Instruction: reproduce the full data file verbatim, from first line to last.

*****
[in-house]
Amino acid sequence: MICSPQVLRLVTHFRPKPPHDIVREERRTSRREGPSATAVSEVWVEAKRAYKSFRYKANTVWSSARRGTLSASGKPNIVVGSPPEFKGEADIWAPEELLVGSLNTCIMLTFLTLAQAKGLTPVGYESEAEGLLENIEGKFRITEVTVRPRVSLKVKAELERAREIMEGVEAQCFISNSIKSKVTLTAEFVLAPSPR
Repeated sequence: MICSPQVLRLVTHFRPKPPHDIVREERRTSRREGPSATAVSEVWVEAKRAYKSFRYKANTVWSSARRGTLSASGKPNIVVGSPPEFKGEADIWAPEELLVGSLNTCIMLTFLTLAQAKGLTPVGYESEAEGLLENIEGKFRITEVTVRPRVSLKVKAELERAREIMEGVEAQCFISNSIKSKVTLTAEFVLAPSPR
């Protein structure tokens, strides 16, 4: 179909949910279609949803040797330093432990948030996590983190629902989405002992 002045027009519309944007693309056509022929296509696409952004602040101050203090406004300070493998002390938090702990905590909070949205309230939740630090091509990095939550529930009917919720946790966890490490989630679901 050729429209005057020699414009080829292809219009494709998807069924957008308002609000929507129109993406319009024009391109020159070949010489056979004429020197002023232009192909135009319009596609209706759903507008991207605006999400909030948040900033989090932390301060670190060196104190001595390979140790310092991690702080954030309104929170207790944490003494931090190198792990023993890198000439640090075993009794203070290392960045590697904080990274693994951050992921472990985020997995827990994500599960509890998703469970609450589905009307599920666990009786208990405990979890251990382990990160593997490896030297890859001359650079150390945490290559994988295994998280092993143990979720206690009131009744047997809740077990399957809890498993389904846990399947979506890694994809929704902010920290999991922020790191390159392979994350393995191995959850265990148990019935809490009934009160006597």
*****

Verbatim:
[in-house]
Amino acid sequence: MICSPQVLRLVTHFRPKPPHDIVREERRTSRREGPSATAVSEVWVEAKRAYKSFRYKANTVWSSARRGTLSASGKPNIVVGSPPEFKGEADIWAPEELLVGSLNTCIMLTFLTLAQAKGLTPVGYESEAEGLLENIEGKFRITEVTVRPRVSLKVKAELERAREIMEGVEAQCFISNSIKSKVTLTAEFVLAPSPR
Repeated sequence: MICSPQVLRLVTHFRPKPPHDIVREERRTSRREGPSATAVSEVWVEAKRAYKSFRYKANTVWSSARRGTLSASGKPNIVVGSPPEFKGEADIWAPEELLVGSLNTCIMLTFLTLAQAKGLTPVGYESEAEGLLENIEGKFRITEVTVRPRVSLKVKAELERAREIMEGVEAQCFISNSIKSKVTLTAEFVLAPSPR
């Protein structure tokens, strides 16, 4: 179909949910279609949803040797330093432990948030996590983190629902989405002992 002045027009519309944007693309056509022929296509696409952004602040101050203090406004300070493998002390938090702990905590909070949205309230939740630090091509990095939550529930009917919720946790966890490490989630679901 050729429209005057020699414009080829292809219009494709998807069924957008308002609000929507129109993406319009024009391109020159070949010489056979004429020197002023232009192909135009319009596609209706759903507008991207605006999400909030948040900033989090932390301060670190060196104190001595390979140790310092991690702080954030309104929170207790944490003494931090190198792990023993890198000439640090075993009794203070290392960045590697904080990274693994951050992921472990985020997995827990994500599960509890998703469970609450589905009307599920666990009786208990405990979890251990382990990160593997490896030297890859001359650079150390945490290559994988295994998280092993143990979720206690009131009744047997809740077990399957809890498993389904846990399947979506890694994809929704902010920290999991922020790191390159392979994350393995191995959850265990148990019935809490009934009160006597």